Imagine playing a game of golf on a course surrounded by Canadian Rockies mountains. You’re having a great game. Then, to your surprise, the next hole is blocked by 3 black bears.
This historic Jasper National Park scene depicts a similar event. These black bears had lost their natural fear of humans and were playing on the golf course.
In the era of this vintage postcard (part of a vintage Jasper National Park postcard folder mentioned previously), black bears were tamed by regular feedings by tourists. Not so today. Modern bear management strategies try to restrict close contact with humans for the safety of both the black bear and the humans.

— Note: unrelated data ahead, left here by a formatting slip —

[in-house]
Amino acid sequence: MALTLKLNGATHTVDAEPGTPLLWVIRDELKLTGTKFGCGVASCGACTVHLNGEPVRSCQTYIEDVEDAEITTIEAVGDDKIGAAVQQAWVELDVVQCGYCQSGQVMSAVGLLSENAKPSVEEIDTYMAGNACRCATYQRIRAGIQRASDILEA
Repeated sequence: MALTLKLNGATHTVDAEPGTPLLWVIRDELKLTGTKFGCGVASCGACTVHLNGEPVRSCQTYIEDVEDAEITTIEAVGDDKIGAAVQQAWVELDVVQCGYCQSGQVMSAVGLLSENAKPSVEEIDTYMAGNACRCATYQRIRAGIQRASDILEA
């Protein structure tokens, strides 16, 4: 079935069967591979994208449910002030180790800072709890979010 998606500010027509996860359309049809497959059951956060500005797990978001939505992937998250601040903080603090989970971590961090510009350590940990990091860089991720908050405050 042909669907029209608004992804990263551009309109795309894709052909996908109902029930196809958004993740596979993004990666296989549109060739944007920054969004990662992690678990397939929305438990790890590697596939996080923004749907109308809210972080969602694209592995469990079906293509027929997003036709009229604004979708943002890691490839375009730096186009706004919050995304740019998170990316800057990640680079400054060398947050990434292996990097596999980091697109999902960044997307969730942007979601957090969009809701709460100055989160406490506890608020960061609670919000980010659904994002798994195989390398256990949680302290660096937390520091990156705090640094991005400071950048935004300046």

A recent Parks Canada brochure I picked up at the park information booth points out the importance of giving bears some space. Now more than ever, bears rely on the habitat of national parks but they are becoming obstacle courses for the bears who must navigate around towns, campgrounds, roads, railways and trails to find food. It says that the best thing visitors can do for bears is to limit exposure. Bears that become habituated to humans are more likely to suffer from human caused deaths.